is not only is she passionate about FinOps, but she's just passionate about

Stacy:

making the world and people better.

Stacy:

Right?

Stacy:

And she's probably one of our biggest advocates when it comes to

Stacy:

providing space for people to speak and raise their hand and to get new

Stacy:

practitioners involved in things.

Stacy:

She's very active in women in FinOps, very active in the diversity,

Stacy:

equity, and inclusion working groups.

Stacy:

And I always think of Deana too, when, when we start talking about things, I'm

Stacy:

like, oh wait, what would Deana do here?

Stacy:

How would she say this?

Stacy:

And you know, even I got a sneak peek to what's coming up next and I'm just

Stacy:

every day, I feel like I'm learning a little bit more from Deana, not only

Stacy:

for FinOps, but also, yeah, this is, this is a great way to be a good human.

Joe:

It is an Noel Crawley and I interviewed her and there

Joe:

were times in the interview.

Joe:

Where she would answer, and then there would be a long silence and cause

Joe:

Noel, I forgot to ask another question.

Joe:

We, we, we were listening to what she had to say and we were, there's

Joe:

so much good stuff and, and people are going to be able to hear it.

Joe:

She hits on the importance of community right off the bat, which is, you

Joe:

know, as director of community.

Joe:

And trying to bring the community closer together.

Joe:

We didn't prompt her to talk about that.

Joe:

She just did it.

Joe:

It made me feel good . There's also a great moment, because Deana and

Joe:

I have very much opposite styles.

Stacy:

Right, Right,

Joe:

you can, attest I'm loud

Stacy:

am I.

Joe:

Yeah.

Joe:

And I try to use my loud for, for good and not evil.

Joe:

But Deena she, she describes herself as, as invisible, which is not really true.

Joe:

She's, a quiet introvert.

Joe:

And we talk about how, you create space for more than one style of voice

Joe:

or more than one style of work, you really, Make more opportunities for

Joe:

folks to make more impacts and to be more successful instead of just that one way.

Joe:

So many good moments.

Joe:

It's a master class on how to build trust, and how to get through resistance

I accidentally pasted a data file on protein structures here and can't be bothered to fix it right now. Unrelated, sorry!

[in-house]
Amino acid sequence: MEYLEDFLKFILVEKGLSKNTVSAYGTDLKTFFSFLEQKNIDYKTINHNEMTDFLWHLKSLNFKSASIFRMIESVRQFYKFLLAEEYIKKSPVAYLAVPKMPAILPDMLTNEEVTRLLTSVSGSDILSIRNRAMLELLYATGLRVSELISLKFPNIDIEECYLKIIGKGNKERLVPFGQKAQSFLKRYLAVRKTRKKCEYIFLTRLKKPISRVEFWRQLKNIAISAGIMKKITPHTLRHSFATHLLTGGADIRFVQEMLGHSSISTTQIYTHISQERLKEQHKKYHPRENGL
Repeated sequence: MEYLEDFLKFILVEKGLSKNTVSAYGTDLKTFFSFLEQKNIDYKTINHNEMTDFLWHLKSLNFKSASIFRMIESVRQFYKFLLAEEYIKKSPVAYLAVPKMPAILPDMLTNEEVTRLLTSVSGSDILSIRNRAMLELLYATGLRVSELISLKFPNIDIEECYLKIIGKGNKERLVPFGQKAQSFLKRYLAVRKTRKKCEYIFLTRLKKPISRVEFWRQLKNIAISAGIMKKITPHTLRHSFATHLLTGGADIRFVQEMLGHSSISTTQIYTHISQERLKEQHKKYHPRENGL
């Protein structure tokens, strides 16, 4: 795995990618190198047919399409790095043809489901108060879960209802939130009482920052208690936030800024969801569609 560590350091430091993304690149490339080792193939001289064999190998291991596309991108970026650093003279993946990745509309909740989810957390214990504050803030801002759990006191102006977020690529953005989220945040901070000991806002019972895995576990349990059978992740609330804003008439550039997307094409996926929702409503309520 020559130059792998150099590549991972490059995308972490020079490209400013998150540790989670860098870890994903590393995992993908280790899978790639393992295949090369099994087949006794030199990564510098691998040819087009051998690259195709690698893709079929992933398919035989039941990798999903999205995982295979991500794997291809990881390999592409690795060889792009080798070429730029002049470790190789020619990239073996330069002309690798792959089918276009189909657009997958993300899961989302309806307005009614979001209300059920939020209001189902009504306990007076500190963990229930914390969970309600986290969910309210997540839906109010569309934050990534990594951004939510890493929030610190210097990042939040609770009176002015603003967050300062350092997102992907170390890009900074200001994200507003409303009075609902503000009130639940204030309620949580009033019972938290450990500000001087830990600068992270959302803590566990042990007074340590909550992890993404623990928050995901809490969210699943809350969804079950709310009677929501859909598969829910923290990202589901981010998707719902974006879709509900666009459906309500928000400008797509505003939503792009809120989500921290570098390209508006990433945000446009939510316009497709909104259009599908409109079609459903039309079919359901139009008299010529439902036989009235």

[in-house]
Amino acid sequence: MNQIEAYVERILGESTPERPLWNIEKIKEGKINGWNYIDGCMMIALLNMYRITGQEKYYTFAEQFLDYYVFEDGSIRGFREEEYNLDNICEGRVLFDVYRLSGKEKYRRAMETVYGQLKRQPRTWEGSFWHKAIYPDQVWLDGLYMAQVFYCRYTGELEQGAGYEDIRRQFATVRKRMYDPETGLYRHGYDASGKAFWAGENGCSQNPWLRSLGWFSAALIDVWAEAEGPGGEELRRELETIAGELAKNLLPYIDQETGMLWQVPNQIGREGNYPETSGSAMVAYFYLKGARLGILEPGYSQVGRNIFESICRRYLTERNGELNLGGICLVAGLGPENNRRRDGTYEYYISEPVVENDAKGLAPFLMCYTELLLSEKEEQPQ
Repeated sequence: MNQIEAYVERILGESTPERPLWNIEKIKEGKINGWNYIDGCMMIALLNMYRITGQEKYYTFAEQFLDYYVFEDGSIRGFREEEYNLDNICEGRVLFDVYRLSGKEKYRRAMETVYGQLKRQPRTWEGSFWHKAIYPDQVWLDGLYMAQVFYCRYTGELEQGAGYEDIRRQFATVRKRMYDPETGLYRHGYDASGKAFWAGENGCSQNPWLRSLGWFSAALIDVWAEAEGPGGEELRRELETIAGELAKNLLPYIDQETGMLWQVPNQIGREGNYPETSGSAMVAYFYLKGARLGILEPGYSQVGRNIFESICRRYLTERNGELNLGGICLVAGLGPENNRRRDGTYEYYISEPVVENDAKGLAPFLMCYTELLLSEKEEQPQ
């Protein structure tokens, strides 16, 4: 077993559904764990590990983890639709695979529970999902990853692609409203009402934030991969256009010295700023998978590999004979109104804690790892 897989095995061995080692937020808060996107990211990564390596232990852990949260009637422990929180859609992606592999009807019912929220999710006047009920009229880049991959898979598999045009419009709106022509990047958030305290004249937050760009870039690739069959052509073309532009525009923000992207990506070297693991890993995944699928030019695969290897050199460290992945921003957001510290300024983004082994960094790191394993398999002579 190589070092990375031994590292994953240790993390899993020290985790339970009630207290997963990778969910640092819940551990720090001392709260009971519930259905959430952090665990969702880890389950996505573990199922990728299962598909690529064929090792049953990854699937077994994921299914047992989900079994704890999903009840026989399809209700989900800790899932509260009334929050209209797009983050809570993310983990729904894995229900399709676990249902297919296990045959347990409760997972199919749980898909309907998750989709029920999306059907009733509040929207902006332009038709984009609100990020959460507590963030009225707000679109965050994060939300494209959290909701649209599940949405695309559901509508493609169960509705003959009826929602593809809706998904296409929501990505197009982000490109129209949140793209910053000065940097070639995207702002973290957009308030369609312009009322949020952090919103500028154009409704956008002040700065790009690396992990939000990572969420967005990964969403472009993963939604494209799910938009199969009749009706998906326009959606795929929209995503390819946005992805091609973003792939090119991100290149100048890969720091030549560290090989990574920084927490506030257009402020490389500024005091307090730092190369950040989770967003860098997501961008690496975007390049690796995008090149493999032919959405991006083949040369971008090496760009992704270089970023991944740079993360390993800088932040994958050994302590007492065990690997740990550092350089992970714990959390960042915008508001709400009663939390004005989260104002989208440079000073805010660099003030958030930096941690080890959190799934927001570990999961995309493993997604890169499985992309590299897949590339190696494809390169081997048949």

Joe:

that FinOps practitioners face, no matter how many years you're doing.

Joe:

You, you still will always have to work with, the rest of your organization and

Joe:

there's going to be resistance sometimes.

Joe:

Deana talks a lot about how to get through that, on how to approach that so much.

Joe:

Good stuff.

Joe:

Let's get to it.

Noel:

Let me ask you a question about what you said a few minutes ago, right?

Noel:

You said an English major.

Noel:

So I'm assuming that's what you did at college.

Noel:

How does how does an English major end up well, at this stage of your

Noel:

career end up as a finops engineer?

Noel:

That's gotta be an interesting journey.

Deana:

Gosh.

Deana:

How does an English major, poly PSI, liberal studies, electrical engineer.

Deana:

. .? Okay,

Noel:

Let's dig into all of them!

Deana:

My first undergrad experience was at Cal-poly Pomona.

Deana:

I had always enjoyed, gadgets and electric things and, thought electrical

Deana:

engineering was the closest thing, in the late eighties to things that I was

Deana:

interested in that held enough status that would have please my parents.

Deana:

And, I was pretty good at math.

Deana:

I was pretty good at science and, I felt like it was just the

Deana:

path that was laid out for me.

Deana:

Well, my first quarter, in the major, was a little bit heartbreaking for me.

Deana:

I, experienced anxiety and, would look across the sea of, of students

Deana:

in the auditorium with 150, you know, going from a high school classroom to,

Deana:

to these big auditoriums, and looking for another woman, another young girl,

Deana:

and I'd find one or two or three, and they'll kind of look like me, because

Deana:

I, for your listeners, I'm Asian.

Deana:

But we were not alike in any way.

Deana:

Actually the one way we were alike probably was that we were all sort of

Deana:

introverted and, and not super social.

Deana:

So , I never quite found a, a support structure in that.

Deana: